His master was the well-known manufacturer Bembé, who later made the interior of the Hotel Adlon. During his apprenticeship as a carpenter, Lorenz Adlon had already begun to work in the catering business. He had his first experience catering for a large crowd in 1876, during festivities such as the Marksman Festival. By 1888 his reputation had grown to the point where he was put in charge of the catering for the World Fair of 1888 in Amsterdam. For the first time the name “Adlon” gained international recognition.

Meanwhile Lorenz Adlon had moved to Berlin, where in 1880 he acquired the famous restaurant “Hiller” at 55 Unter den Linden, where now the Cafe Einstein is located. In 1885 he expanded and purchased the “Zoo-Terrassen” in the Berlin Zoo. In 1889 Adlon bought his first hotel, the “Mille Colonnes” in Amsterdam, and a few months later the Hotel “Continental” in Berlin.

The fabulous Hotel Adlon lobby.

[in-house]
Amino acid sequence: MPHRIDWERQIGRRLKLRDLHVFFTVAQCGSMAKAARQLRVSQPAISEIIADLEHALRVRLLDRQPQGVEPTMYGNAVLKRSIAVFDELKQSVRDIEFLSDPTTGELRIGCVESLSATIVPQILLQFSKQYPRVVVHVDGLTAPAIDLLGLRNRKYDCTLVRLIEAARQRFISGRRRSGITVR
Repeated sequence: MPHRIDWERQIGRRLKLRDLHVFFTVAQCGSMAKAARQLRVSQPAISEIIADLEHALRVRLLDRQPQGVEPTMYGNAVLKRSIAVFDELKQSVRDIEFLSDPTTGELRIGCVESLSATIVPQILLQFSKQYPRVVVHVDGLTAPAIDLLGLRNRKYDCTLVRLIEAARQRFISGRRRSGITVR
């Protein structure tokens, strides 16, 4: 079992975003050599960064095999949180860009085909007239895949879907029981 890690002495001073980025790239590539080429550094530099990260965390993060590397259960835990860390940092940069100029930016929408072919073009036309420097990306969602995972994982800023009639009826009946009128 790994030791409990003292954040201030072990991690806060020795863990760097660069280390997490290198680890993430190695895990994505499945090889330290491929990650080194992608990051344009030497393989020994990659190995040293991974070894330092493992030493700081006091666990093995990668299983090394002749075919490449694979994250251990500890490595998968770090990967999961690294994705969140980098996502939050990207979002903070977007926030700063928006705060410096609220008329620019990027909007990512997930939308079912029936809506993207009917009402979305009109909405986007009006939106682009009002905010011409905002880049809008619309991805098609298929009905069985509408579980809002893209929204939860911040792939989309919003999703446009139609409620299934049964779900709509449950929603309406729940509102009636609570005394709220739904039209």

On the occasion of the “Industrial Exhibition” in 1896 he ran the “Hauptrestaurant von Adlon und Dressel” at Lake Neuen See. The second side of Lorenz Adlon’s business was his wine trade. It was said that more than a million bottles of wine were stored in his cellars in Berlin.

On August 16, 1925, Gerda Lundeqvist, Stiller and Greta Garbo. traveled to Berlin and stayed at the Adlon Hotel. The journey took two days and for Greta it was the first time abroad. The Germans welcomed the Swedish stars warmly.

Lorenz Adlon carefully invested the profit he made from his various business ventures, and was finally able to fulfill his lifelong dream, the building of his own hotel.

It took the architects Carl Gause and Robert Leibnitz only two years to complete the new “Hotel Adlon”, located at 1 Unter den Linden, next to the Brandenburg Gate. On October 24, 1907, the “Vossische Zeitung” wrote: “There is no doubt that the new hotel is a great achievement for a modern city, both in construction and the interior. To run such a building requires not only a great owner, but also the cooperation of architects, artists, artisans and technicians and a capital stock of 15 million.”